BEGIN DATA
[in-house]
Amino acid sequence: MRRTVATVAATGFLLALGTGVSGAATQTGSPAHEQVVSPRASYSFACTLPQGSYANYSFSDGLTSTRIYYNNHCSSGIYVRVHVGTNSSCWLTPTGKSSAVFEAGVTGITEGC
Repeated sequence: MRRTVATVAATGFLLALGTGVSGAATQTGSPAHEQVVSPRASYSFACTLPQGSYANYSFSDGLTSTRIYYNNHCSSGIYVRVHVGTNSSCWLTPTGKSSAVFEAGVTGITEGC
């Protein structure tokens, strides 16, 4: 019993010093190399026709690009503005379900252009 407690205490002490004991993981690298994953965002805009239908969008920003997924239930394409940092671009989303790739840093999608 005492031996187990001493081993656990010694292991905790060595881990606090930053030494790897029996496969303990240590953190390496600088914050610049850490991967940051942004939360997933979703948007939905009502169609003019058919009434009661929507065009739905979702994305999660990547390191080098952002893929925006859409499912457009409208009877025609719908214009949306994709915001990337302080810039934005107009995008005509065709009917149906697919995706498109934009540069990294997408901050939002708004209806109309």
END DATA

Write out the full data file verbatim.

[in-house]
Amino acid sequence: MRRTVATVAATGFLLALGTGVSGAATQTGSPAHEQVVSPRASYSFACTLPQGSYANYSFSDGLTSTRIYYNNHCSSGIYVRVHVGTNSSCWLTPTGKSSAVFEAGVTGITEGC
Repeated sequence: MRRTVATVAATGFLLALGTGVSGAATQTGSPAHEQVVSPRASYSFACTLPQGSYANYSFSDGLTSTRIYYNNHCSSGIYVRVHVGTNSSCWLTPTGKSSAVFEAGVTGITEGC
């Protein structure tokens, strides 16, 4: 019993010093190399026709690009503005379900252009 407690205490002490004991993981690298994953965002805009239908969008920003997924239930394409940092671009989303790739840093999608 005492031996187990001493081993656990010694292991905790060595881990606090930053030494790897029996496969303990240590953190390496600088914050610049850490991967940051942004939360997933979703948007939905009502169609003019058919009434009661929507065009739905979702994305999660990547390191080098952002893929925006859409499912457009409208009877025609719908214009949306994709915001990337302080810039934005107009995008005509065709009917149906697919995706498109934009540069990294997408901050939002708004209806109309």